Climate change has contributed to the shifting of Earth’s axis of rotation, according to new research.
Earth’s geographic north and south poles—where the planet’s axis of rotation intersects with its surface—are not fixed. Changes in where the Earth’s mass is distributed can cause the axis, and the poles, to move.
Melting glaciers caused a significant amount of water to shift, which scientists have now said helped the locations of the poles accelerate eastward.
It is estimated that since 1980, the poles’ positions have moved about 4 meters (13 feet).
Melting glaciers accounted for most of the shift observed since the 1990s, the peer-reviewed study published in Geophysical Research Letters (the American Geophysical Union’s journal) said.
Pumping groundwater from beneath land had a lesser impact, it added. Natural factors, such as ocean currents, also contributed to the drifting pole positions, the study said.
Researchers analysed data from the Gravity Recovery and Climate Experiment (GRACE) satellites, which have tracked polar drift since 2002, with their own modeling before publishing the results.
The team was led by Shanshan Deng, from the Institute of Geographic Sciences and Natural Resources Research at the Chinese Academy of Sciences, with the project funded by the Chinese government.
Experts said they found the direction of the poles moved from southward to eastward in the mid-1990s and that the speed of the drift between 1995 to 2020 was upwards of 17 times faster than it was in the years between 1981 and 1995.
“The accelerated terrestrial water storage decline resulting from glacial ice melting is thus the main driver of the rapid polar drift toward the east after the 1990s,” the study read.
“This new finding indicates that a close relationship existed between polar motion and climate change in the past.”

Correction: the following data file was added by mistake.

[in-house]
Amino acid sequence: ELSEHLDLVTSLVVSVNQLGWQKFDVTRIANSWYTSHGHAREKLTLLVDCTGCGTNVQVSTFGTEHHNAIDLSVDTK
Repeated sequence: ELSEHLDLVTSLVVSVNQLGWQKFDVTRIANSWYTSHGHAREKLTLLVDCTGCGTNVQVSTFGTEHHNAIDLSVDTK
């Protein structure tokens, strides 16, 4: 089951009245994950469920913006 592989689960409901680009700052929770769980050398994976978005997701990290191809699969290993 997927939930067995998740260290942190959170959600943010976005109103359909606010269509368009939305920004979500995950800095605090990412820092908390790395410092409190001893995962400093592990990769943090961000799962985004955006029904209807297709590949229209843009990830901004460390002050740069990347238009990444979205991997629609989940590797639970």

The team said climate change was not the only factor in why the direction of the poles had shifted, but that it had contributed significantly over the observed period.
Vincent Humphrey, from the University of Zurich and not involved in the new study, said it showed how human activities have redistributed huge amounts of water.
“It tells you how strong this mass change is – it’s so big that it can change the axis of the Earth,” told The Guardian.
He added that the shifting of the Earth’s axis could change the length of a day by milliseconds, but was not large enough to affect daily life.
Tackling climate change once again has become a leading agenda for the White House since President Joe Biden took office in January.
Earlier this week Biden spoke about how he intended to tackle climate change with serious resolve. He said the U.S. “has resolved to take action” on the issue.
He added: “The signs are unmistakable, the science is undeniable and the cost of inaction keeps mounting.”
During his Earth Day proclamation, Biden said recent crises, namely the Texas snowstorms and storms in the Gulf of Mexico, had shown the threat posed by climate change.
He said: “That is why my administration is advancing the most ambitious climate agenda in our nation’s history.
“Our clean energy plan will create millions of good-paying union jobs, ensure our economic competitiveness, and improve the health and security of communities across America.
“By making those investments and putting millions of Americans to work, the United States will be able to cut our greenhouse gas emissions in half by 2030.”News Source: Newsweek